Study Concludes Migration Is Not Healthy For Yellowstone National Park Elk
Seasonal migrations, once viewed as natural and beneficial for wildlife, are not helpful for elk that leave and return to Yellowstone National Park, according to a study published in the journal Ecology.
A long-term study by the U.S. Geological Survey, the University of Wyoming, and the Wyoming Fish and Game Department found that migratory elk returned to the park with fewer calves due to predation and drought while elk that remained on public and private lands outside the park year-round flourished in comparison.
The study describes a long-term decline in the number of calves produced annually by the Clarks Fork herd, a population of about 4,000 elk whose migrants travel annually between winter ranges near Cody, Wyoming, and summer ranges within Yellowstone.
Migratory elk experienced a 19 percent depression in rates of pregnancy over the four years of the study and a 70 percent decline in calf production over 21 years of monitoring by the WGFD, while the elk that did not migrate, known as 'resident elk', in the same herd experienced high pregnancy and calf production and are expanding their numbers and range into private lands outside of the park.
"This is one of North America's wildest and best-protected landscapes, where elk and other ungulates still retain their long-distance seasonal migrations – and yet it is the migratory elk that are struggling while their resident counterparts thrive in the foothills," said Arthur Middleton, who led this work as a University of Wyoming doctoral student and is now a postdoctoral fellow at the Yale School of Forestry and Environmental Studies.
Part of the problem, which is reflected in a reduced pregnancy rate of the migratory elk -- 70 percent versus 90 percent of the so-called resident elk -- seems to be tied to climate change.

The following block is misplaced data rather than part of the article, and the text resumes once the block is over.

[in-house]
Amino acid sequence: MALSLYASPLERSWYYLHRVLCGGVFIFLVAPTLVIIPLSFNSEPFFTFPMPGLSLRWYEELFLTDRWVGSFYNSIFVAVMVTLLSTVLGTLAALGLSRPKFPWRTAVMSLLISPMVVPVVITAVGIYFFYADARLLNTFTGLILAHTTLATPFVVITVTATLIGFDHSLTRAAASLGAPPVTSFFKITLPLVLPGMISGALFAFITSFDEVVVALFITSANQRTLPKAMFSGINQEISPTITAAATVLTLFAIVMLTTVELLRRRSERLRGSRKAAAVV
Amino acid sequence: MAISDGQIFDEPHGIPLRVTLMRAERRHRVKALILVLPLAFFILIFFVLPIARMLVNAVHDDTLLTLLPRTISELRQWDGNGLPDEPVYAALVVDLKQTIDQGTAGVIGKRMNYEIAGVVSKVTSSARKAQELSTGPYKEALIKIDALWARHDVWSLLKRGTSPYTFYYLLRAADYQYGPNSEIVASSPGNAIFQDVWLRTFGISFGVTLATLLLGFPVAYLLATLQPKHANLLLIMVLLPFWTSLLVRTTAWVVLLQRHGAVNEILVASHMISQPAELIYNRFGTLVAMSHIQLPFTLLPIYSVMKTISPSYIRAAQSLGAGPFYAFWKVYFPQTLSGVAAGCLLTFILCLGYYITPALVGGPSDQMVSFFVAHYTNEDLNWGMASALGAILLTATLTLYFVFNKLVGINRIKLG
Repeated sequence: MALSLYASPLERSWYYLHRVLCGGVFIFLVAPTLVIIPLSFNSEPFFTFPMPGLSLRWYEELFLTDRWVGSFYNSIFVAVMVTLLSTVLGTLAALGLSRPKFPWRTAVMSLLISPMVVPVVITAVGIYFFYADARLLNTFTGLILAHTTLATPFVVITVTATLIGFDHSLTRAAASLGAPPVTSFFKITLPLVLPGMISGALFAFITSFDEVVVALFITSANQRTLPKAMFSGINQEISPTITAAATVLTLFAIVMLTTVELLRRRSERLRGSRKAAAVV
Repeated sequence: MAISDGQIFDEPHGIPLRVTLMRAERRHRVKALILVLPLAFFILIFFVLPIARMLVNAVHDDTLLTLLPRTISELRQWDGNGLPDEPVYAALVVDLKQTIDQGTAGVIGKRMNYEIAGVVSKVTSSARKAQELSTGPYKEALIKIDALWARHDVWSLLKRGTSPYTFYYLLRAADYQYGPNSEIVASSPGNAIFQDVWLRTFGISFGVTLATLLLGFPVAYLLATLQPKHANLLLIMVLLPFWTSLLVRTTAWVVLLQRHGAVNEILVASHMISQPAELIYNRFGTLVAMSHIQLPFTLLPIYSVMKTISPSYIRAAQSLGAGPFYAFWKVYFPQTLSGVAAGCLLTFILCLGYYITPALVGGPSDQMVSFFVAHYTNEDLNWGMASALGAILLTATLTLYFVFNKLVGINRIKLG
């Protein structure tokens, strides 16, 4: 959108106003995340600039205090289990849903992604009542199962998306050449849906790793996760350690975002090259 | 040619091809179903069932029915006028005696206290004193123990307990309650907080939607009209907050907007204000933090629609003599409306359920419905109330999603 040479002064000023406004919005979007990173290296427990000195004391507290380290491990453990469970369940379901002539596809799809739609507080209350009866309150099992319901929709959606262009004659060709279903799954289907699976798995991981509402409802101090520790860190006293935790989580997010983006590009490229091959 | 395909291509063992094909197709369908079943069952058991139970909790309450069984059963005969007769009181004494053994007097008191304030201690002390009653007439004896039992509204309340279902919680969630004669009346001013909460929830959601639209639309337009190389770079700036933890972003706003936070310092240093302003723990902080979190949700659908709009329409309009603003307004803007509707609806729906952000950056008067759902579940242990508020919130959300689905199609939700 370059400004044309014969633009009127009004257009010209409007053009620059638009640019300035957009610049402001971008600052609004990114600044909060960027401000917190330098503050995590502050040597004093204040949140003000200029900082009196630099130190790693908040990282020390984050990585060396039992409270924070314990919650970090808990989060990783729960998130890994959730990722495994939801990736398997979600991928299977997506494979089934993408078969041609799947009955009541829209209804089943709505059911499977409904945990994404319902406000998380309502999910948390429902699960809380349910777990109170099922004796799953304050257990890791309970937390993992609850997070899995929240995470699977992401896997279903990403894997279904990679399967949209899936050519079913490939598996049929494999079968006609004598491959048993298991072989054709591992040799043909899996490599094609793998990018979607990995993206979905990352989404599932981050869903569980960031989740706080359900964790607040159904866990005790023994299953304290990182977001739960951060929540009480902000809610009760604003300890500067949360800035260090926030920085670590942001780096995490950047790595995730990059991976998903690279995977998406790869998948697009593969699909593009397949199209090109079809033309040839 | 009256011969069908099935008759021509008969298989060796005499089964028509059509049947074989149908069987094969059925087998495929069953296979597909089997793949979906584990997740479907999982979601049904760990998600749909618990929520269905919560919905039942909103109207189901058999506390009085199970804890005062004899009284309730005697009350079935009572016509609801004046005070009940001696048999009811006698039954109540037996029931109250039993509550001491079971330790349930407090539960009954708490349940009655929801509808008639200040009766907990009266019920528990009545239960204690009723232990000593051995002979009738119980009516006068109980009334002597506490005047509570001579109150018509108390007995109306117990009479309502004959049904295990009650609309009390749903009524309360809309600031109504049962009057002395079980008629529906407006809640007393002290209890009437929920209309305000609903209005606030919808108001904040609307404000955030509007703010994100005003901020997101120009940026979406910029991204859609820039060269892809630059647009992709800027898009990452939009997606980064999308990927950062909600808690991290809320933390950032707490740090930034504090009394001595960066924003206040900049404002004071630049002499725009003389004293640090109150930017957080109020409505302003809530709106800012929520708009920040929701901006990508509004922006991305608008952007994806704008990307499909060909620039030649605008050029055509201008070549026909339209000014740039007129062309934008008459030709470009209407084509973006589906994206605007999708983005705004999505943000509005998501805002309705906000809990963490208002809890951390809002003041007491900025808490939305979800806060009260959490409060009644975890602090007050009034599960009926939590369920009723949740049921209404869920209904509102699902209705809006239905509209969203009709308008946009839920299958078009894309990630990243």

The study shows that the hotter and dryer summer conditions of the last two decades, coincident with the long-term drought widely affecting the West, has reduced the duration of the spring period when tender new grasses are available to elk. This makes it harder for female migratory elk to find the forage they need to both nurse a calf and breed. Though elk typically bear a calf every year, migratory elk that nursed a calf had only a 23 percent chance of becoming pregnant again in the following year.
Another key to lower calf production is predation, as the migratory elk herds "share their range (in Yellowstone) with four times as many grizzly bears and wolves than resident elk, and both predators are well known to prey on young elk calves," the report noted.
"A lower pregnancy rate reduces the number of calves that are born in the first place, then predation seems to reduce the number of migratory calves that survive the first few months of life," said Matthew Kauffman a research wildlife biologist with the USGS and assistant professor at the University of Wyoming.
Globally, wildlife migration is a dwindling phenomenon. Research and management often focus on conspicuous barriers like fences, roads, and other kinds of development that can physically impede migration corridors. While those are important, this study suggests that even in a landscape as well-protected as the Greater Yellowstone Ecosystem, subtler changes in predator management and forage quality on the seasonal ranges of migratory animals will also play an important role. Migration is conventionally understood as a strategy to gain better forage quality while also reducing exposure to denning predators, but in this case, it seems those benefits are instead being realized by the residents.
The study's authors note that their work does not predict that migratory elk will disappear, but rather that there could be a long-term shift underway in the relative abundance of migratory versus resident elk in the system. The study also highlights the perils of characterizing Yellowstone wolf re-introduction as a "natural experiment." Other key factors have changed since wolves were re-introduced, including growth in grizzly bear numbers and recurrent long-term drought associated with reduced snowpack and hotter summers. The authors caution that such factors should be taken into account in the effort to understand ongoing ecological changes in Yellowstone.